42. thegirls says:

    @ElizabethD:
    My sentiments exactly!

  43. thegirls says:

    @whatevernever:
    If you’re a single mom, then you should be aware that as a parent, working full-time and taking care of children leaves little time for a 2nd job! Many part-time jobs require a certain # of hours. So if you work full-time and especially if you have to commute, that leaves little time to tend to your family….Many could only be so lucky to have the luxury of finding a responsible sitter and part-time income that adequately offsets what you have to pay them to watch your children.

  44. Rusted says:

    @jimconsumer: Actually not the cell, rip out the land line.

  45. CyGuy says:

    @frankthefink: Here’s my guess for how they manage to spend $500/month on entertainment. It has to be either sporting tickets, or gambling, or both.

    It could be something more trivial, if you break it down it’s just $4/family member per day, but I doubt it. My guess is Dad takes in major league sporting event maybe 20 times a year, or bets a $100 week on sports, or the mom drops it at the poker tables.

  46. Silversmok3 says:

    The article omitted something else: Debt.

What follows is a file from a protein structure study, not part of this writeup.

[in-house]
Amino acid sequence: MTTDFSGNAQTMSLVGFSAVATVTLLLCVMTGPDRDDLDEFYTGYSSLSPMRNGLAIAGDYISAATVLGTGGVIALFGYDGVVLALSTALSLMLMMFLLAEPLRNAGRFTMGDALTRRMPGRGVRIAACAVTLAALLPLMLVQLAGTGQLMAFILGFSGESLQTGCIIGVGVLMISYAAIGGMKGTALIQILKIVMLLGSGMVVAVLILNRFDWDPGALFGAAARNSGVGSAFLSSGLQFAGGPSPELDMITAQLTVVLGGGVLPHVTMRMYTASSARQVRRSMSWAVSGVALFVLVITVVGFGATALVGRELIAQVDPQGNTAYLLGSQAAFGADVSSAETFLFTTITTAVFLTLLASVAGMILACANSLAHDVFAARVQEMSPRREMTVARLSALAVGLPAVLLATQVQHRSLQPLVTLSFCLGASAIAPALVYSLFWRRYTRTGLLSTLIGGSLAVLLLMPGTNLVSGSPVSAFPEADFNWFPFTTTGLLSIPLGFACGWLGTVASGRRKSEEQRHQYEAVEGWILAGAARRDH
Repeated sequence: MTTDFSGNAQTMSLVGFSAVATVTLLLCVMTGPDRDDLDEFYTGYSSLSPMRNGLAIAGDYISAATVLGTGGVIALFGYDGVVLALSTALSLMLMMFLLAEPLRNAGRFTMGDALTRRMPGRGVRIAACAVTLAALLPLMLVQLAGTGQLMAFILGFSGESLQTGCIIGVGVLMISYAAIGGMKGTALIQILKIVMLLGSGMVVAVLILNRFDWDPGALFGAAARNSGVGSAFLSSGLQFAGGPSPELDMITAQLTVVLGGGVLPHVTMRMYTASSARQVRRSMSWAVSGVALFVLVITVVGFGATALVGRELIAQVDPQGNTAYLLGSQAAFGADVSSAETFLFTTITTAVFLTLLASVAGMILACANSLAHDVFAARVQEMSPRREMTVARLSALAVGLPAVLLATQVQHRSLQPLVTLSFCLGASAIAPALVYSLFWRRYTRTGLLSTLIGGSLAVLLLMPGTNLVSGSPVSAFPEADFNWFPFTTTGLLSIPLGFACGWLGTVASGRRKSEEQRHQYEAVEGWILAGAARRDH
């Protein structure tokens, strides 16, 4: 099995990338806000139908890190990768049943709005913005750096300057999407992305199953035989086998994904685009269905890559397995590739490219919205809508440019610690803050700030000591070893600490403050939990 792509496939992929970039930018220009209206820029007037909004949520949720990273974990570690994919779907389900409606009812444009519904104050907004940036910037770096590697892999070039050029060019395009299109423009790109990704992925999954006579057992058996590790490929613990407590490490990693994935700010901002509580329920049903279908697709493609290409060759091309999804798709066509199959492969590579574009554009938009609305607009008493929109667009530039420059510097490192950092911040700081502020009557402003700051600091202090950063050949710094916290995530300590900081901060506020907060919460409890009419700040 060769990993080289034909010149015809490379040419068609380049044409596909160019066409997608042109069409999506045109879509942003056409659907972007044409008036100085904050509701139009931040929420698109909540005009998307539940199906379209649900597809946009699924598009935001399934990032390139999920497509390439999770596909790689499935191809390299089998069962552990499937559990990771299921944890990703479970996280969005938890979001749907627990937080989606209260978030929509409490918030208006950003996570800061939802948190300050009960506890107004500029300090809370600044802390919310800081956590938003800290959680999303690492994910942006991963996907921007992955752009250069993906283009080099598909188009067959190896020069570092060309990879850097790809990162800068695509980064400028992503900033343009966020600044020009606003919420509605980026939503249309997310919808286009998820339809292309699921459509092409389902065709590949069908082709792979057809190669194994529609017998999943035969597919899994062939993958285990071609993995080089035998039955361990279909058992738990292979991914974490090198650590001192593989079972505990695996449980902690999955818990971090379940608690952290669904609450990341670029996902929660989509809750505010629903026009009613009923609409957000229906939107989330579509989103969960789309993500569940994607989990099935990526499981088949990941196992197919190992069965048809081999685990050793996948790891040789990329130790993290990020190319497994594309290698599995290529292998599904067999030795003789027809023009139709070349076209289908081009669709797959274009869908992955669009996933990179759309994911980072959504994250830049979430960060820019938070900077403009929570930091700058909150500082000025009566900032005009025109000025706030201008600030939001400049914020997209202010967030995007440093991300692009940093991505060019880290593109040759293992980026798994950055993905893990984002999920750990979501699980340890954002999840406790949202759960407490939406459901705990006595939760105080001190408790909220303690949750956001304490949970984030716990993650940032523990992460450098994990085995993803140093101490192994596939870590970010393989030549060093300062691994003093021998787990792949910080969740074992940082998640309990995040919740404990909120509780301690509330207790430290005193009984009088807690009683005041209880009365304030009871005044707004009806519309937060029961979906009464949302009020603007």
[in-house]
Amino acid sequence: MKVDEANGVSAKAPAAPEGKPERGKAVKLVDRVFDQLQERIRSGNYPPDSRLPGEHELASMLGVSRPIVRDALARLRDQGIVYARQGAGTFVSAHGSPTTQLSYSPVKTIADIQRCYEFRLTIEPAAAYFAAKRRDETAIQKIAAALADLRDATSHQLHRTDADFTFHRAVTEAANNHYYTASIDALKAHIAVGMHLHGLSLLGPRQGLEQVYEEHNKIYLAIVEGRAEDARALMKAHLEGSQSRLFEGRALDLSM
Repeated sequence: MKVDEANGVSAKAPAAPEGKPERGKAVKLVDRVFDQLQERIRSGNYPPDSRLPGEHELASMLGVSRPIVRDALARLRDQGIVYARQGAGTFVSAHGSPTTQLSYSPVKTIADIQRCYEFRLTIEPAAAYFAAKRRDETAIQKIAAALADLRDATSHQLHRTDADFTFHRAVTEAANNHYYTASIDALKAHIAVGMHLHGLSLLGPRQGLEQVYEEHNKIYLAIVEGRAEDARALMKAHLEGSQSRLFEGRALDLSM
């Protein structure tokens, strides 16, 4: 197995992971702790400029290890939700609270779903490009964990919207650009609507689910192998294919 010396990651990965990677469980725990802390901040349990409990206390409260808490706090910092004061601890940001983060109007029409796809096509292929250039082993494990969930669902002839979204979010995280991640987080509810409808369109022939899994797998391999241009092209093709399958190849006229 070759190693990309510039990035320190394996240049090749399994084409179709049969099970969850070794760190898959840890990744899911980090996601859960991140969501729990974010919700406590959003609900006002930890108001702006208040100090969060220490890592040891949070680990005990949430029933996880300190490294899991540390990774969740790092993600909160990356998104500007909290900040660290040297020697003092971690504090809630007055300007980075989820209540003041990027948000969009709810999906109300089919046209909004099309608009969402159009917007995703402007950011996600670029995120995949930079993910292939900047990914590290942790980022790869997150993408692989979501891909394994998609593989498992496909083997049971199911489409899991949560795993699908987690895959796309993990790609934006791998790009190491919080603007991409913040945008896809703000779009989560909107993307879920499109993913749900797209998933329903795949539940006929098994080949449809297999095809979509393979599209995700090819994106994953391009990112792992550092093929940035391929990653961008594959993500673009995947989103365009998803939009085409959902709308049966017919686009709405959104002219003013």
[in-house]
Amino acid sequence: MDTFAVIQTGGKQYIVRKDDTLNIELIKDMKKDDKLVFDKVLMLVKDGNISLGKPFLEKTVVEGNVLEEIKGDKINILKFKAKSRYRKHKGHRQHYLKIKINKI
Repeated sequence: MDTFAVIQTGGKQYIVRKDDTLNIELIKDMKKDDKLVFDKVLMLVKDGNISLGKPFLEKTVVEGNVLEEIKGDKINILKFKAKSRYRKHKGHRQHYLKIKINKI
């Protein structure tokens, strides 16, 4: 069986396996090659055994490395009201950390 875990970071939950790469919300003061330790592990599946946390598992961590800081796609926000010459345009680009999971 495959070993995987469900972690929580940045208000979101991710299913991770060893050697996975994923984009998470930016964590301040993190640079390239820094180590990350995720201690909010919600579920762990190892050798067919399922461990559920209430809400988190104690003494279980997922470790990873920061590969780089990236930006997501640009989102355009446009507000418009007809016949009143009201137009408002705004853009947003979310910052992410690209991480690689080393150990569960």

And not just credit card debt either.My dad’s paying a $20,000 tax debt due to a shady business accountant.Sometimes youre just in the hole, and not because of Neiman Marcus shopping spees.

    Assuming this family reads the consumerist and does what’s suggested by the commenters, they’d only be BARELY ahead of their bills. Add another 20K in some unexpected debt( medical bills,or student loans) and they’d be in real trouble.

    And what if the breadwinner gets laid off?Game over.Junior cant stay in college, and Ma and Pa are robbing Chase to pay Countrywide .

  47. chutch says:

    Hehe… find a way to transfer your job to a smaller town in Middle Tennessee. Around here, you can get a house with quite a few acres for $200,000. I’ve recently priced a house (forclosure, which explains this price – that and it needs work on the inside) that was 3 BR, 1 1/2 bath, LR, Den, Kitchen, Dining Room, Large above ground pool and 5 person hot tub for $65,000.

    Yeah, I agree. This is an entirely hypothetical budget – I know plenty of people who wouldn’t cut the obvious from their budget. I still feel vacations, entertainment, pets, dry cleaning, and gifts are overdone on this budget. These people are nuts to be paying that much if in debt. I won’t crap too much on charity giving. I feel it’s a bit much, but those that give a 10% tithe would easily be giving this much each month. Even though, this isn’t quite 10% when you figure in 100,000 divided by 12 months.

  48. Daniel-Bham says:

    I have a $50,000.00 household income. Wife, 3 kids, 2 pets, 3 bedroom house, and a car payment. Also, each semester I pay my tuition.

    Yet I manage to *save* money each month while paying extra toward debt payments.

    Secret? I don’t use credit cards without paying the balance each month. I budget to feed my family on $50 +/- per week. I don’t have any expense like satellite/cable/gym at the moment. I’m basically living within my means instead of trying to live above my means like most people.